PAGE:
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3. High Hepatitis C Treatment Cost Leads to Restrictions, Sets Off Price War


The high cost of new interferon-free hepatitis C treatments has raised concerns about how public payers and private insurers will be able to afford them and sparked a more general discussion about the cost of pharmaceuticals in a changing healthcare landscape.

Gilead Sciences raised eyebrows and tempers when it priced its groundbreaking sofosbuvir (Sovaldi) at $1000 per pill, or $84,000 for a typical 12-week course of treatment. Its new combination pill Harvoni was priced at $94,500 -- a comparatively good deal as it adds a second drug, ledipasvir, that markedly improves effectiveness for HCV genotype 1. Many patients may be cured in just 8 weeks and the Fair Pricing Coalition has proposed a uniform "price per cure" for all patients based on the 8-week cost of $63,000.

AbbVie set the price for its Viekira Pak combination regimen at $83,300 for 12 weeks. While this is a bit less than Harvoni, it requires 4 pills and twice-daily dosing -- compared to 1 pill once-daily -- and it contains components that are more likely to cause drug interactions. Janssen's HCV protease inhibitor simeprevir (Olysio) costs $66,000, but it must be combined with sofosbuvir or other direct-acting antivirals to create an interferon-free regimen.

While some chemotherapy and drugs for rare diseases cost as much or more, high-priced HCV meds raise concerns because an estimated 3 million people in the U.S. are living with chronic hepatitis C. Many of them rely on public funding such as Medicaid, Medicare (a majority are in the 50-70 year age range), and state prison budgets. Advocates, clinicians, professional societies, and members have Congress have demanded that Gilead and the others lower their prices.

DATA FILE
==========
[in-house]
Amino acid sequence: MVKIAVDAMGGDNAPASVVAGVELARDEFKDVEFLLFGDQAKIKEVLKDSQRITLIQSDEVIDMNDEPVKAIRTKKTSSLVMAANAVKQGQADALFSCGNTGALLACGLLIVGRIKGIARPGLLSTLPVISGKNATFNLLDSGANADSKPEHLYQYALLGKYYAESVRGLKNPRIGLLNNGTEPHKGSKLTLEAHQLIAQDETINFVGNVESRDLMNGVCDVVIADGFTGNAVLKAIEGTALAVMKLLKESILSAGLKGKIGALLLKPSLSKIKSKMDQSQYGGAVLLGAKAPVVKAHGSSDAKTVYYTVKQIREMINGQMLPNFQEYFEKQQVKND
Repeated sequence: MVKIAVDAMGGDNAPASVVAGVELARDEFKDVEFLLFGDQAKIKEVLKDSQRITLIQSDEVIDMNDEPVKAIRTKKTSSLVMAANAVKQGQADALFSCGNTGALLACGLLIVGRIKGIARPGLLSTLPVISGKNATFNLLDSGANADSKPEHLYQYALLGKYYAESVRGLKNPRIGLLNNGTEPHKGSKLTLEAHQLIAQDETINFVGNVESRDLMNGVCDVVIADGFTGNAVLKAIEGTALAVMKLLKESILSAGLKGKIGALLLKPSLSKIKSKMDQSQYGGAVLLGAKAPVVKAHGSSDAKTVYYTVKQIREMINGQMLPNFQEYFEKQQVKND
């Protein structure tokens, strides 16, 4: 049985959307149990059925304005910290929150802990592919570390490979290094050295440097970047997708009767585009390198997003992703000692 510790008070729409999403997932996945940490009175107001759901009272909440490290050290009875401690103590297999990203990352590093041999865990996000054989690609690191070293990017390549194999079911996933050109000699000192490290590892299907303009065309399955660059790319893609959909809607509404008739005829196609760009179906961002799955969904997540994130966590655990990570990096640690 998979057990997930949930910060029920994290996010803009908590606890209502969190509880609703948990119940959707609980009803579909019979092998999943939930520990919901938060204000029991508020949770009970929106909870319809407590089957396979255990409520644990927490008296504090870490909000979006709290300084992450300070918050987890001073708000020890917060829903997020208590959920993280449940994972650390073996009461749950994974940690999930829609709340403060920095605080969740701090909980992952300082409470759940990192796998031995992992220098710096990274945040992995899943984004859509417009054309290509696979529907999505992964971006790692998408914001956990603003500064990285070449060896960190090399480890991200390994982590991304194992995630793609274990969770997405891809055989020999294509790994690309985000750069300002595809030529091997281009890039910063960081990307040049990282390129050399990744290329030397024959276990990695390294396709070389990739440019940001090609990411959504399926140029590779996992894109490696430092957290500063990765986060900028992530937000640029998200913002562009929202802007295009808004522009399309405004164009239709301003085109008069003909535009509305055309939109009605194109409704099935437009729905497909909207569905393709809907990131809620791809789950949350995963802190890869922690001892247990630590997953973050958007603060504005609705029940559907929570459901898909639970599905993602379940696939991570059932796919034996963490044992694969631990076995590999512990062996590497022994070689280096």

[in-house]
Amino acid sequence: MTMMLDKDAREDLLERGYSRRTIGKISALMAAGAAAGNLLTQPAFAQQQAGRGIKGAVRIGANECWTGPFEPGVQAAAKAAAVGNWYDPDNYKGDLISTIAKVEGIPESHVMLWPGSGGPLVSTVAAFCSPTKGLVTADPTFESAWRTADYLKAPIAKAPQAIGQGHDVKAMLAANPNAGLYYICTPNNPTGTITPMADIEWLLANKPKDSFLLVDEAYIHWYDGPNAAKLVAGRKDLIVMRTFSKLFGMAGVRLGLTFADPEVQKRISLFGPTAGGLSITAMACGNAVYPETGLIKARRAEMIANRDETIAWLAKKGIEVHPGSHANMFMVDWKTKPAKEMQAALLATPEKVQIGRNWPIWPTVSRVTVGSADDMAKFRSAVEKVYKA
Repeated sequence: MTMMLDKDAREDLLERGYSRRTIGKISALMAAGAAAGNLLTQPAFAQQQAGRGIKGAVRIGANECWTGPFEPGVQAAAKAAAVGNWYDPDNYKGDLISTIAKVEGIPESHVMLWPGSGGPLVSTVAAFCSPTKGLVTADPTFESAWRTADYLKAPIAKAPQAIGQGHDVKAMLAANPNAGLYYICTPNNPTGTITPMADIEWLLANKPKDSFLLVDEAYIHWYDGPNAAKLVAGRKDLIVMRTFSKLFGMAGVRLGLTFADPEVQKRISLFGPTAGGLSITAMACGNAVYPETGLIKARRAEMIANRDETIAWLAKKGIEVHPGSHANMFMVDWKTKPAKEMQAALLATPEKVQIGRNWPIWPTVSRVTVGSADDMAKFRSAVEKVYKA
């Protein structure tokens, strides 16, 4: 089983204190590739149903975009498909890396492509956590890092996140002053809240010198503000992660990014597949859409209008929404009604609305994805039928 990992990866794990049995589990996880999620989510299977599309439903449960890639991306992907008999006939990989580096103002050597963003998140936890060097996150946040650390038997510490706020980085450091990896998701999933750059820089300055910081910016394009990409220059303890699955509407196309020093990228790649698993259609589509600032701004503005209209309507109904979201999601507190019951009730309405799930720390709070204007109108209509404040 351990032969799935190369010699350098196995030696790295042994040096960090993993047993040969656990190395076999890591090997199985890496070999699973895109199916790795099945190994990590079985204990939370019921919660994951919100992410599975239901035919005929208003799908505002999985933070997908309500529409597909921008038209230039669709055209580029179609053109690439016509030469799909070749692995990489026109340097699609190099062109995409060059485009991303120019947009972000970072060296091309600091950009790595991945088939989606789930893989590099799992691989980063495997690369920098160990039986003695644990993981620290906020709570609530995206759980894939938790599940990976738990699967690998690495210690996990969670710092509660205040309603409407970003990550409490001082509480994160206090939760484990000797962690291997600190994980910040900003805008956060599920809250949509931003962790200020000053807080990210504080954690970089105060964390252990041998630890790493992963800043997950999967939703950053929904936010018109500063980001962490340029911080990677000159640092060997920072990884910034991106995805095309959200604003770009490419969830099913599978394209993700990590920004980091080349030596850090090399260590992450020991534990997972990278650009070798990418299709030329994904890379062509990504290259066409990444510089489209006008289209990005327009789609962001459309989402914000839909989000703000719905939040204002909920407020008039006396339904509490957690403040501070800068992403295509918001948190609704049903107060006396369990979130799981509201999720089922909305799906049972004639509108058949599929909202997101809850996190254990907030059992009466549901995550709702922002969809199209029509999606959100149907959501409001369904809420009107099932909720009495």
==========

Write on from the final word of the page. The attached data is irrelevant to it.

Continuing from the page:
When the standard of care was poorly tolerated and modestly effective interferon-based therapy, most experts recommended that only people with advanced cirrhosis should be treated. With the new highly effective and well-tolerated interferon-free regimens, advocates say that everyone can benefit from -- and deserves -- treatment before they develop advanced liver disease. But some public payers, private insurance companies, and national health systems have put restrictions on who can be treated in an effort to hold down costs.

With more than one good treatment option is available, some hoped for price competition to bring costs down. AbbVie fired the first shot, cutting a deal with pharmacy benefits manager Express Scripts in which Viekira Pak will be the exclusive treatment option for genotype 1 hepatitis C patients in exchange for a deep discount. Gilead soon countered with agreements with CVS Health and Anthem that will make Harvoni or Sovaldi the preferred treatment option in exchange for favorable pricing.

Deals like this break new ground in the arena of pharmaceutical price competition. While these agreements could potentially allow many more hepatitis C patients to receive timely treatment, they also set a precedent of payers -- rather than doctors and patients -- making treatment decisions on the basis of price.

NEXT: 4. HIV Cure Setbacks: Mississippi Baby and Bone Marrow Transplants